Setting the back room in order had to wait while Kit and Larry concentrated on the task at hand: to report on the President’s campaign and to help the press cover it.
“The press was sounded out before our appointment and they had no objections to Kit. They had objections to Andolong and they still have up to now. The impression he tries to create is that he’s financing the radio commentators—and newsmen will be just as well off once he is press secretary.”
The appeasement of Andolong was to cost the Press Office some prestige and funds.
“Andolong was told: ‘Nering, paciencia ka na muna; we have a commitment to Kit.’ So there was this compromise. Inalis sa amin ang National Media. Before, the National Media was under the supervision of the Press Office. Its funds were taken away from us, they did not trust us with the money. So it’s now under the Office of the President. Aspiras, since he’s a favorite there, was the only one who really controlled it—which means Clave and Tuvera also, since they are with Aspiras; and the money was used during the campaign. You see, there’s inter-action.
“As Andolong told me, Kit was to be given pen and paper, no money. Anyway, Kit and I were glad that campaign funds were not to come from us. We would have, not money, but talagang press work, and that’s what we consider the challenge. Nering was in charge of the provincial press and the radio. Jake financing and Blas was in charge of special projects, of which we were a part. But Blas had to account for all our expenses—for example, if we ordered a thousand Imelda pictures. In other words, malinis ang pasok namin, clean slate.”
No extra funds, aside from its own budget, were transferred to the Press Office?
“A little, but not a fraction of what Aspiras and Clave had. We only got that little extra when we went out on campaign trips—say, five thousand for one week’s expenses.”
The expenses were bedding and boarding the newsmen who went along on the trip—and here Kit and Larry learned of a sly practice of the Press Office, the same practice exposed by Kerima Polotan in a recent article. Besides the legitimate bed and board while on the road, he newsmen might be treated to a night on the town and provided with the usual entertainment—but the Press Office kept an account of each newsman’s special entertainment: what it was and how much it cost.
“Why should you take a fellow out, say, to a night club and then keep his chit to use against him later on? That is foul. But it was the practice before. Kerima was not talking about us, she was talking above Clave. It was Clave who kept the chits. So, everyone is attacking the Press Office for doing such a thing.”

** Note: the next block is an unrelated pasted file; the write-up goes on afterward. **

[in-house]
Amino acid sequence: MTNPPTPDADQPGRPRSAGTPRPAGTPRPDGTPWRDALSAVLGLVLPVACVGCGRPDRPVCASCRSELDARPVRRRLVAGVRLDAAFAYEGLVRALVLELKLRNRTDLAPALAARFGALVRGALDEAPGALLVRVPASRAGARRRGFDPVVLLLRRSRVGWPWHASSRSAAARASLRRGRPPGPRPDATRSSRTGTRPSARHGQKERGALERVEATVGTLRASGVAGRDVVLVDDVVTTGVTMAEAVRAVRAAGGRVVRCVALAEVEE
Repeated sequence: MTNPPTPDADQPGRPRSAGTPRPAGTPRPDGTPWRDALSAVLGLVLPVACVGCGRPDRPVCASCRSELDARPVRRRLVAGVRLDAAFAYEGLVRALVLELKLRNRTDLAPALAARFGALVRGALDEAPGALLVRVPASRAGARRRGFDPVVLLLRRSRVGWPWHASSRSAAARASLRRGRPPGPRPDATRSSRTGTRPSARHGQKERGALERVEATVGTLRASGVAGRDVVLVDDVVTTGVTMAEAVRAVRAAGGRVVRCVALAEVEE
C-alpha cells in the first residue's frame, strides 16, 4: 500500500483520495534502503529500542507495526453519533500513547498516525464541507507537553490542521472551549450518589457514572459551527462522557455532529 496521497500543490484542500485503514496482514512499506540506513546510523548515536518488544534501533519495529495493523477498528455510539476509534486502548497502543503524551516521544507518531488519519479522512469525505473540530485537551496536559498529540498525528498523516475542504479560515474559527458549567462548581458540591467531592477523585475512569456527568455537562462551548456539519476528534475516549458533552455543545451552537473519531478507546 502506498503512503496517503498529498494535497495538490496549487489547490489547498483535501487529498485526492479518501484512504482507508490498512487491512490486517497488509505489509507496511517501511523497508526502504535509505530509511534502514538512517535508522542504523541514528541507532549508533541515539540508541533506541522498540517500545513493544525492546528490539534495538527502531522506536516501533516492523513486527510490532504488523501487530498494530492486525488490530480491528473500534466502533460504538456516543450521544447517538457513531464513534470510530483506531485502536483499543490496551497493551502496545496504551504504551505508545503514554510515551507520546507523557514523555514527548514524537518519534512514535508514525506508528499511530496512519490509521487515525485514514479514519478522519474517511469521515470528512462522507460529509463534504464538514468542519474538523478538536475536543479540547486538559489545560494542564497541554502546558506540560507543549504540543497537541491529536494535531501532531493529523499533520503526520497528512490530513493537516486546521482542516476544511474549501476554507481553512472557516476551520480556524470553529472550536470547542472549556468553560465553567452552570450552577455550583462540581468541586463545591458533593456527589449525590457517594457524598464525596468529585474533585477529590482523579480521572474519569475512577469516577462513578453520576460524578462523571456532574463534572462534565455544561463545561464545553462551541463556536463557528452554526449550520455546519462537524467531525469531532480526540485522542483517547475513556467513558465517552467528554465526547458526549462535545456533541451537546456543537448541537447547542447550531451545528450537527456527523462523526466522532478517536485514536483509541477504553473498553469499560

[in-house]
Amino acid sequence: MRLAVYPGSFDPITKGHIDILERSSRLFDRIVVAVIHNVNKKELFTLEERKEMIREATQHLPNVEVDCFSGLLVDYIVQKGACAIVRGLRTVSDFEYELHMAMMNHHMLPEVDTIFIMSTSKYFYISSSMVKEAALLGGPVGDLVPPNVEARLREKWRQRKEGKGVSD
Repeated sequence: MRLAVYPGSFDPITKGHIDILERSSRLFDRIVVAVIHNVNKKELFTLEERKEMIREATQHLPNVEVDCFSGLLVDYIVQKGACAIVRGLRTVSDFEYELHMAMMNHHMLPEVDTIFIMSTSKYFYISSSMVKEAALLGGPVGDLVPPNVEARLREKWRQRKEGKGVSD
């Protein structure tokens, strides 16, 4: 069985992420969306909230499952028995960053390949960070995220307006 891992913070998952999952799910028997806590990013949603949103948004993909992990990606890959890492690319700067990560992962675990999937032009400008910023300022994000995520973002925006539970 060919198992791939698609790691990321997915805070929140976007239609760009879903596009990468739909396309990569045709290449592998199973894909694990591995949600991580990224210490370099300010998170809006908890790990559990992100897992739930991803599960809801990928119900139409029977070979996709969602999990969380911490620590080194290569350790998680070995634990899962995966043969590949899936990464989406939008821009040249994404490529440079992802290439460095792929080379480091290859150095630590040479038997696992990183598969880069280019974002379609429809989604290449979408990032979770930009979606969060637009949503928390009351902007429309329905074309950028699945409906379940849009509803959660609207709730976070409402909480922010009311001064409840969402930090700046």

Another thing the new back-room boys learned was that certain newsmen who went along on a trip received a “baon” from the Press Office.
“When we came in, that was the system. On every trip the newsmen were given an allowance of a hundred pesos a day; so for five days that’s five hundred. We asked: Is that necessary; shouldn’t we try to remove a system like that? But it was accepted fact, inherited practice, and we could not change it during the campaign. That wasn’t possible then, but certainly we chose the people na bibigyan. They expected it, no longer as a bribe, but as part of the standard operating procedure.
“Then we discovered that, apart from these regular dole-outs, some newsmen were getting five hundred pesos a month from the Press Office. After the campaign we said: ‘Ihinto na ’yan at masama; dapat ma-stop.’ No more of these news photographers who, when they take a picture, tumataga. No more libre this and libre that. They don’t look on it as bribes any more but as our duty to them.
“We have stopped the regular dole-outs. Now when we go on a trip, our fund is very small, only for transportation, board and lodging. Night clubs, all right we take them out. I don’t want them to feel that nagmamalaki o nagmamalinis kami, no. When we are out in the provinces, we live together, we sleep in the same room, it’s my job to be with them.”
Though the new arrangement has caused gripes, Larry feels he can stomach the gripes better than he could stomach the system he inherited and had to continue during the campaign.